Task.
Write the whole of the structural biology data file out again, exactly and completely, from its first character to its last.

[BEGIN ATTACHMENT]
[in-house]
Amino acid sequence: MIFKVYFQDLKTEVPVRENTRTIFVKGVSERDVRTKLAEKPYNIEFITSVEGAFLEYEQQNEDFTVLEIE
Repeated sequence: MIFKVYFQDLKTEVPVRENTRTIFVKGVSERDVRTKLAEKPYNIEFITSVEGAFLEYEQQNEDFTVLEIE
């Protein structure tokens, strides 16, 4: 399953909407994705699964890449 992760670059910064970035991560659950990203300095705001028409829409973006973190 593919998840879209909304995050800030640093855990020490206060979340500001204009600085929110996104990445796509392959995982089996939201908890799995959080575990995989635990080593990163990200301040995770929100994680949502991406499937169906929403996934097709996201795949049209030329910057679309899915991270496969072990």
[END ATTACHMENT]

[in-house]
Amino acid sequence: MIFKVYFQDLKTEVPVRENTRTIFVKGVSERDVRTKLAEKPYNIEFITSVEGAFLEYEQQNEDFTVLEIE
Repeated sequence: MIFKVYFQDLKTEVPVRENTRTIFVKGVSERDVRTKLAEKPYNIEFITSVEGAFLEYEQQNEDFTVLEIE
């Protein structure tokens, strides 16, 4: 399953909407994705699964890449 992760670059910064970035991560659950990203300095705001028409829409973006973190 593919998840879209909304995050800030640093855990020490206060979340500001204009600085929110996104990445796509392959995982089996939201908890799995959080575990995989635990080593990163990200301040995770929100994680949502991406499937169906929403996934097709996201795949049209030329910057679309899915991270496969072990």